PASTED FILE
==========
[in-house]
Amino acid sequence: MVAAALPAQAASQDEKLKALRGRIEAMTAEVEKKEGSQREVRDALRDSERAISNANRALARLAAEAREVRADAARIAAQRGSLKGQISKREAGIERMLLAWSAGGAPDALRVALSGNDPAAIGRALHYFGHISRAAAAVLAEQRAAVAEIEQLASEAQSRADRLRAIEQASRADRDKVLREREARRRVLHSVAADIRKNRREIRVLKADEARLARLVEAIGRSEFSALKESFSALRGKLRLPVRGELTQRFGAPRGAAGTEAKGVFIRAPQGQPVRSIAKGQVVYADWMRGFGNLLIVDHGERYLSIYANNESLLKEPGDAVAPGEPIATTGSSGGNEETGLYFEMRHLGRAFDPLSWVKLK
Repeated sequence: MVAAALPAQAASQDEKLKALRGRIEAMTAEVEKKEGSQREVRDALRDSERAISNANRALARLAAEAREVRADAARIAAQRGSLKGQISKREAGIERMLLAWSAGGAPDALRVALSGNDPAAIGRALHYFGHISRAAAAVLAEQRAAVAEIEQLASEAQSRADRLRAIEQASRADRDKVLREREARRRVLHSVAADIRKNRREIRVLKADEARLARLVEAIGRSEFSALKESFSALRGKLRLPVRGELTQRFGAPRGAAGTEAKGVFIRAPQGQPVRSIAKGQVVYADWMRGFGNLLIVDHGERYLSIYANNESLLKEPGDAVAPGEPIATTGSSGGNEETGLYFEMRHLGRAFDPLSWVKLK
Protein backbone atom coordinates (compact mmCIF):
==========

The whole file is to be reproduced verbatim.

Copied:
[in-house]
Amino acid sequence: MVAAALPAQAASQDEKLKALRGRIEAMTAEVEKKEGSQREVRDALRDSERAISNANRALARLAAEAREVRADAARIAAQRGSLKGQISKREAGIERMLLAWSAGGAPDALRVALSGNDPAAIGRALHYFGHISRAAAAVLAEQRAAVAEIEQLASEAQSRADRLRAIEQASRADRDKVLREREARRRVLHSVAADIRKNRREIRVLKADEARLARLVEAIGRSEFSALKESFSALRGKLRLPVRGELTQRFGAPRGAAGTEAKGVFIRAPQGQPVRSIAKGQVVYADWMRGFGNLLIVDHGERYLSIYANNESLLKEPGDAVAPGEPIATTGSSGGNEETGLYFEMRHLGRAFDPLSWVKLK
Repeated sequence: MVAAALPAQAASQDEKLKALRGRIEAMTAEVEKKEGSQREVRDALRDSERAISNANRALARLAAEAREVRADAARIAAQRGSLKGQISKREAGIERMLLAWSAGGAPDALRVALSGNDPAAIGRALHYFGHISRAAAAVLAEQRAAVAEIEQLASEAQSRADRLRAIEQASRADRDKVLREREARRRVLHSVAADIRKNRREIRVLKADEARLARLVEAIGRSEFSALKESFSALRGKLRLPVRGELTQRFGAPRGAAGTEAKGVFIRAPQGQPVRSIAKGQVVYADWMRGFGNLLIVDHGERYLSIYANNESLLKEPGDAVAPGEPIATTGSSGGNEETGLYFEMRHLGRAFDPLSWVKLK
Protein backbone atom coordinates (compact mmCIF):